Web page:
I said farewell to Nell and Bee and the others who made up the official part of my trip, having chosen to stay on an extra series of days and see those I met last year and moved into a new, smaller, more ordinary hotel in Roma, a more youthful neighborhood. No one helping me now, strange to get used to cars picking you up and people shepherding you to events. I had more time to write and rest, still a bit weak. The first day 'alone' I did three readings and must have met a hundred new friends. 
First we read in the Condessa, launching the beautifully produced Enemigos anthology, what began my ties with Mexico in the first place really. We had 8 poets from London and 8 from Mexico City butcher each others works with the radical translations at the heart of the collection. To see it in print was very gratifying. I saw Ari Chavez Chacon again, who helped me so much in 2013, a brilliant artist herself and a friend, and Jack Little, the Newcastle born poet who has lived here for 4 years, and who runs the Ofi press. 

After a long lunch where I really got to talk with the wonderful Amanda de la Garza and Rodolfo Matas, and Ana Franco Ortuna, we headed to the Casa del Lago, an amazing and much lauded poetry venue right on the lake of the Chapultepec park, in the heart of the city. Apparently this ornate lakehouse had housed everyone from Paz onwards, and we set up as a panel to read from and talk about Enemigos. I met Gaspar Orozco here too, diplomat and poet and punk singer, not something I'd think possible in England. The audience was made up of families, a photography class and well wishers. I found it enjoyable, still full of cold, to be rather light hearted with the discussions, but reading the work of my dear friend Tom Raworth I felt quite sad he wasn't with me in the city he resided in during the 70s. We finished the day in a mescal bar, the Mexican hospitality raging as a thunderstorm wracked the city.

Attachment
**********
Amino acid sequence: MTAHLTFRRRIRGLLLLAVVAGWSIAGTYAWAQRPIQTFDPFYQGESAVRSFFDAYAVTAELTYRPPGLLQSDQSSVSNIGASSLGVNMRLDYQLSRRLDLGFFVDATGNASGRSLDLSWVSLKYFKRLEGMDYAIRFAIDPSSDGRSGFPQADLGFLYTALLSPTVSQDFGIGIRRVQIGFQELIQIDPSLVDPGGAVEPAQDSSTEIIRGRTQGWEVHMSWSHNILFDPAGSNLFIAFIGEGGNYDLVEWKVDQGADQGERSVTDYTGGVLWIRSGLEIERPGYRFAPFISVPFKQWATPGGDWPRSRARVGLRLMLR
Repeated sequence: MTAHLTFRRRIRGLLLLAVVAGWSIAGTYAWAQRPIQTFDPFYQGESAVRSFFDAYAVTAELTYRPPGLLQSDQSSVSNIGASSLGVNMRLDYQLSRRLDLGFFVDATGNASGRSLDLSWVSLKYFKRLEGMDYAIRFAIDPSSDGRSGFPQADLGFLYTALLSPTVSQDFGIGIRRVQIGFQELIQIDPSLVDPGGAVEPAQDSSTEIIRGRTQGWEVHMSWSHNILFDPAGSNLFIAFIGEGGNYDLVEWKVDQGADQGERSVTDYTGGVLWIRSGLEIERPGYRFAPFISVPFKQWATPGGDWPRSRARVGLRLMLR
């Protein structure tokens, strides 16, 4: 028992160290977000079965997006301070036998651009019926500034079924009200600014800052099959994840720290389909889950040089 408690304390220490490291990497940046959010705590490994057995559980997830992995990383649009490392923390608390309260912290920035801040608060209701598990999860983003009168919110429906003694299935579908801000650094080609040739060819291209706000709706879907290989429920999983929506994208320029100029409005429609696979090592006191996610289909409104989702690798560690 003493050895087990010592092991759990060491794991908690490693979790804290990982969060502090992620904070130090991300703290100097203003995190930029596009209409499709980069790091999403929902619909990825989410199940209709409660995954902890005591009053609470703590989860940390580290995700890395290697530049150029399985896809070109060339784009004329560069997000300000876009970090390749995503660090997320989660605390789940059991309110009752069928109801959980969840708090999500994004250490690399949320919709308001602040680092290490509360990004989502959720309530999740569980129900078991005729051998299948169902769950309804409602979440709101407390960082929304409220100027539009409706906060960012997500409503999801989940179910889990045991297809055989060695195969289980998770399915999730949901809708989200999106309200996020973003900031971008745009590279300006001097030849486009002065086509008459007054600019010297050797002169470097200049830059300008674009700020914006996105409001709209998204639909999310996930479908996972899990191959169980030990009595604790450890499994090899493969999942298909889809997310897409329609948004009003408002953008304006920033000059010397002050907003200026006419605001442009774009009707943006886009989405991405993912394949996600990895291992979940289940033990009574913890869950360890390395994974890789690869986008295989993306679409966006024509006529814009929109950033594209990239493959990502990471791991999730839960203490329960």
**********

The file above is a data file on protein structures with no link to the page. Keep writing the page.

I spent much of the next few days simply exploring the city, walking for many hours at a time, intermittently meeting friends like Jack, Ari and Rocio Ceron, and others, and getting to know Roma and la Condessa. It's been a long time since I've had days almost alone, unbusied. All things require adjustment. I spent the last day, the day I write this on, mostly in the anthropological museum. Famed for its grandiose architecture and epic displays, I spent the better part of 5 hours wandering the halls. But again the shadow came back. It was too intense, I became almost entranced, a bit sick even. I had to read every panel almost, to satisfy myself. I didn't take a single picture. There is a richness to the rendering, the animals, the faces of death, to the dwarfed gurning humans, to the very process and intent of the artwork of the indigenous civilisations of Mexico that is like the sensation I had experienced when being unable to escape the potential of the worst suffering and fear and occlusion that this country can produce. It is something of an intoxicant, and for now, just for now, I am okay with going home to London,

Mexico City diario de poesia #1